CAIRO - Egypt is committed to sustaining a flexible exchange rate to ensure the availability of foreign currency, the central bank's deputy governor said on Thursday, a key condition under a $8 billion loan programme it signed with the IMF.

Egypt allowed its currency to weaken sharply on March 6 after keeping it fixed to the dollar for nearly a year. The overvalued currency led to an acute shortage of foreign currency and a slowdown in critical imports, including manufacturing inputs and consumer goods.

The devaluation was part a support programme agreed with the International Monetary Fund two weeks after Egypt announced a $35 billion real estate investment by the United Arab Emirates. Loan disbursements under the programme would be tied to sustained exchange rate flexibility, the IMF said.

Deputy governor Rami Aboulnaga said in an interview with the Atlantic Council that Egypt was now resolved to keep its currency flexible.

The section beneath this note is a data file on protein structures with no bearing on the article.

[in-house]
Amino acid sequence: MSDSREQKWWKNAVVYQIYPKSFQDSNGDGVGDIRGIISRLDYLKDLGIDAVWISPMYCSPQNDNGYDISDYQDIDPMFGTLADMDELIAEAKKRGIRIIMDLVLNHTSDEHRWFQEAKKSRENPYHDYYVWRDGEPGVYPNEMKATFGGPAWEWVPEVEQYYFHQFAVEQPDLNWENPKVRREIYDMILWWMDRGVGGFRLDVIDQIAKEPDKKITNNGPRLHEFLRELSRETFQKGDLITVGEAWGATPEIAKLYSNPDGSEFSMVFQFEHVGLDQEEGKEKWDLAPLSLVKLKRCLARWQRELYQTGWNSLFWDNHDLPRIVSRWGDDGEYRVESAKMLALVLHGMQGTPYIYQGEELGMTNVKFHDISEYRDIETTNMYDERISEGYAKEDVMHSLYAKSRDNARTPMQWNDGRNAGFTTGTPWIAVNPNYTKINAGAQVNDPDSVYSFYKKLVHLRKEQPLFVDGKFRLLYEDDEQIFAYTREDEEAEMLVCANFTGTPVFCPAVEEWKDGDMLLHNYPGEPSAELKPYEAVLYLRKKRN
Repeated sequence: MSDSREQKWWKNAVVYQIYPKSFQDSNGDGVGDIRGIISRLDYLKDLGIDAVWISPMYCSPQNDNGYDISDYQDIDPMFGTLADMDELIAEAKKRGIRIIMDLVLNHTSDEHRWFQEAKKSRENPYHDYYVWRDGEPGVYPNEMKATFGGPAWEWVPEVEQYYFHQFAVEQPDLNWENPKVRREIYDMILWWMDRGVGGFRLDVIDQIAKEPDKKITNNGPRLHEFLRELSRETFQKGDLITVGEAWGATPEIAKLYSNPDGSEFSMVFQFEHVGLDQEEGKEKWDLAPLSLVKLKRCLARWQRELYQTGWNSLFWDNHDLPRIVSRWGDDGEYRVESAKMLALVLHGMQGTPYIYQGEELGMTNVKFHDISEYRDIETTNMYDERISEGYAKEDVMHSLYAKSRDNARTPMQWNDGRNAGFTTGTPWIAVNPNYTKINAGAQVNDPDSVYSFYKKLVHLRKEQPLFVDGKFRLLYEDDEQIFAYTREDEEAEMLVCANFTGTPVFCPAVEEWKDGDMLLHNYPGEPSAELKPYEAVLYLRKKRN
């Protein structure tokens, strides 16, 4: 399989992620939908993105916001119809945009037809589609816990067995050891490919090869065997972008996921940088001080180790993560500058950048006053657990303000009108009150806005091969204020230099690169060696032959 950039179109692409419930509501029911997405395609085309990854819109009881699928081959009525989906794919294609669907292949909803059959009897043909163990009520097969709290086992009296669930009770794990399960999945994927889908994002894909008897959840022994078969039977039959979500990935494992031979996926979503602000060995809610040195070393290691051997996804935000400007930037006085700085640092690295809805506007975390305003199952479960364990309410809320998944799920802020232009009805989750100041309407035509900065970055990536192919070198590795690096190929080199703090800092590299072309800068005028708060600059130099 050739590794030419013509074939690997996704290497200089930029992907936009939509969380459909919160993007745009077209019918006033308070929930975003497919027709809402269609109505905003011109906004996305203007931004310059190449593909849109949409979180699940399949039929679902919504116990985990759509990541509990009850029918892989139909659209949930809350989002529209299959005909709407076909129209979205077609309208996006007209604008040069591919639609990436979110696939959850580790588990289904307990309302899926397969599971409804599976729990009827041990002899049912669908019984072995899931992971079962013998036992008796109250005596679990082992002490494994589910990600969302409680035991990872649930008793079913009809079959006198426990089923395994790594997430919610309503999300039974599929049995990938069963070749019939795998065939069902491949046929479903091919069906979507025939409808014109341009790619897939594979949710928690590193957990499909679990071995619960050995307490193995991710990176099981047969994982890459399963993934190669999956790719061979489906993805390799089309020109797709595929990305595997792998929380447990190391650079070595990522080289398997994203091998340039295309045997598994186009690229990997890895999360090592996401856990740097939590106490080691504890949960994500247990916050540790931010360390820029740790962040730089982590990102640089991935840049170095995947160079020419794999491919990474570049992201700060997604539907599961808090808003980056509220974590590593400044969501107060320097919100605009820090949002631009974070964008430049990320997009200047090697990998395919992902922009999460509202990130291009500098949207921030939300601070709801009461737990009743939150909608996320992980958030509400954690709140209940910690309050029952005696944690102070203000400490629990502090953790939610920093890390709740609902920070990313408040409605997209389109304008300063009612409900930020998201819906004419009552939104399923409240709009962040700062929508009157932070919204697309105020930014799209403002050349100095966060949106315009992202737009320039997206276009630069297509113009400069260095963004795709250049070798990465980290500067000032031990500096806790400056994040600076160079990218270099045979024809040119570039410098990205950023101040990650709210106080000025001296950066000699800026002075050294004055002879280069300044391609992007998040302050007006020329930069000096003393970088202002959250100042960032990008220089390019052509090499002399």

"Whatever the price is, is something that the market will determine. Whether it's fair or not, it will only be set by the market and market dynamics," he said.

Egypt would ensure that different economic agents would be able to source foreign currency liquidity, "as opposed to the shortages and the bottlenecks that have prevailed in the past."

"This is one of the key objectives and benchmarks that we are eyeing," Aboulnaga said.

The central bank sharply devalued the currency three times between March 2022 and March 2023, but each time reverted to a fixed rate despite pledges to the IMF to shift to a flexible system.

A robust black market quickly developed, and at one point the currency weakened to as low as 72 pounds to the dollar compared to the official rate of 30.85 pounds.

Exchange rate uncertainty led Egyptians abroad to withhold sending earnings home, wreaking havoc on a top source of foreign exchange. Remittances plunged by nearly $10 billion over a year to $22 billion in the 12 months to end-June 2023.

"What we are seeing today is a resurgence in interbank volumes. We are seeing also the market being able to clear itself and we're seeing the liquidity finding its way back into the market," Aboulnaga said.

(Reporting by Yomna Ehab and Hatem Maher; Writing by Patrick Werr; Editing by Leslie Adler and Josie Kao)